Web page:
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home : current news : current news January 16, 2018


1/2/2018 6:27:00 PM
Sisters recycling center hit with illegal dumping
Public Works crews have to haul away loads of paint. photo provided
+ click to enlarge
Public Works crews have to haul away loads of paint. photo provided

By Jim Cornelius
News Editor

Sisters Recycling Center is heavily used - especially right now when folks are hauling holiday packaging out of the house. Not all of that use is beneficial.

The City of Sisters Public Works Department, which maintains the site in the industrial park, reports an increase in inappropriate recycling and illegal dumping.

Some of the inappropriate use is probably due to lack of understanding as to what can and can't be recycled. For example, regular cardboard can be recycled; waxed cardboard can't. There are large signs at the center detailing what can and can't be placed in co-mingled bins. (See "Recycling Preparation Guide" on page 18.)

Recycling loads that are "contaminated" with non-recyclable items have to be sorted and can be rejected, which can mean recyclable materials may end up in landfills - which defeats the purpose of the process. With increased pressure on recycling due to changes in the market (see sidebar story, page 19), keeping recycling "clean" is more important than ever.

High Country Disposal, who collects recycling throughout Sisters Country, notes that people often engage in "wishful recycling" - putting inappropriate materials in bins wishing or hoping that it will get recycled.

The biggest direct impact on city staff is dealing with illegal dumping.

"What's killing us is the hazardous waste," said Wanda Braughton, maintenance supervisor with the City Public Works Department.

People are leaving antifreeze and a lot of paint at the site - where it doesn't belong. That means a work crew has to gather it up, load it into a trailer and haul it off to Deschutes County disposal sites.

"We actually have to take it to the right facilities, and we're not budgeted for that," Braughton said.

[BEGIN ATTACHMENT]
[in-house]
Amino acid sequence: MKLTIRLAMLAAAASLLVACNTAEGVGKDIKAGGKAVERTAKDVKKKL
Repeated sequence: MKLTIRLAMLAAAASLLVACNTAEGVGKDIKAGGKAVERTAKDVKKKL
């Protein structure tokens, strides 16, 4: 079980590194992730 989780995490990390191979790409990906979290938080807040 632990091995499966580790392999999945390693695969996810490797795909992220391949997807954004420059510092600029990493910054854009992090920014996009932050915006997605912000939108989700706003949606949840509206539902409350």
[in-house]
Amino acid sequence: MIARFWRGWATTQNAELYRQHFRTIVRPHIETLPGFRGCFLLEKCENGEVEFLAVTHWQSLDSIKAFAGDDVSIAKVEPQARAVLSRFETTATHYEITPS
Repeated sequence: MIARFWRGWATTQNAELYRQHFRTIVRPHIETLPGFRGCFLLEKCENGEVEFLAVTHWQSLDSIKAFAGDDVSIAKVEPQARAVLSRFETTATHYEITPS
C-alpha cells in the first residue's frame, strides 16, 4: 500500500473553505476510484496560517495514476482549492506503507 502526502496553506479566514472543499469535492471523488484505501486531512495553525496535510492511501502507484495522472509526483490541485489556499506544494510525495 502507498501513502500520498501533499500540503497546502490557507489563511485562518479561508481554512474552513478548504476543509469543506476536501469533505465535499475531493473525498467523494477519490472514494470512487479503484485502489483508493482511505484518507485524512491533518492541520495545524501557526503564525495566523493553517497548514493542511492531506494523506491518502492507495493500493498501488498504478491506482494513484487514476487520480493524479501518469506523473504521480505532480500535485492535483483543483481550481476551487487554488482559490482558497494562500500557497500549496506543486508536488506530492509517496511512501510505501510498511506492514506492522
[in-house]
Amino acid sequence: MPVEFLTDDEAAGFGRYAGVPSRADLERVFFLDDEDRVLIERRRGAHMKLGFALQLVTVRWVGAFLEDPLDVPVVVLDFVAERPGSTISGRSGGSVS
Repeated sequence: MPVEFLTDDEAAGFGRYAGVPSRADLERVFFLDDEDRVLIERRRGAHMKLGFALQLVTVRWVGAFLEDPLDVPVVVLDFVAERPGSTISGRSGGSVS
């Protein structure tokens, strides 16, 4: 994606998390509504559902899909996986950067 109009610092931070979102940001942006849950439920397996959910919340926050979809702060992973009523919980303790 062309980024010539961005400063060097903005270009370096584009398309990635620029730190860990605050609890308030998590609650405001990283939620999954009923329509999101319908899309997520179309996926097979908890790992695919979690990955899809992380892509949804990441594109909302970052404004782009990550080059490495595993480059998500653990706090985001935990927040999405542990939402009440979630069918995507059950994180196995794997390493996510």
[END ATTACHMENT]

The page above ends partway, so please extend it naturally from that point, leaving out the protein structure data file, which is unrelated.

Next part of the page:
Dealing with hazardous waste dumping also takes personnel away from other tasks.

"We're a very small crew," Braughton noted.

Ace Hardware in Sisters will take paint and stain only. Knott Landfill in Bend will receive hazardous materials.

Braughton noted that the Sisters center will take used motor oil - but that service is designed for individual citizens, not for commercial use.

"Businesses need to recycle their own oil," she said.

Braughton thinks that the public doesn't understand that the facility is a recycling center only.

"It's not a transfer site," she said. "It's incredible, the household garbage that's left there."

Braughton said she's been confronted with trashcans completely full of somebody's cat litter - which has to be scooped out by hand.

The recycle center is unmanned and open 24/7, which makes catching illegal dumpers a challenge. That will be changing, though. Braughton noted that the facility's security cameras are now properly operational, and the City will monitor illegal dumping and refer incidents to the sheriff's office for investigation.

The center has operated on more restricted hours before, but that didn't solve the problem of illegal dumping. People just dumped their recycling - and garbage - at the locked gate, leaving it for public works to deal with.

"It's a small percentage," Braughton said of the dumpers. "And when you have a facility like that, you have to expect it. You do. Doesn't make it right."

Braughton also cited problems with people failing to break their cardboard boxes down, which uses up the allotted bin space quickly. When the bins get full, people then just dump their cardboard in the aisles.

"We spend so much time breaking down cardboard boxes and sorting out the waxed that's not acceptable," she said. "I think we've got a lot of room for cardboard - if it's broken down."

A few extra minutes, a little extra effort and a little more awareness of what can and can't be recycled will go a long way toward reducing the burden on public works staff and making the recycling center more effective.

Sisters Public Works Director Paul Bertagna acknowledged that there will always be some problems - but he's hopeful that raising awareness will cut back on inappropriate recycling and dumping at the site.

"We're not going to be able to curtail the bad behavior," he said. "But maybe we can guide people who want to do the right thing."









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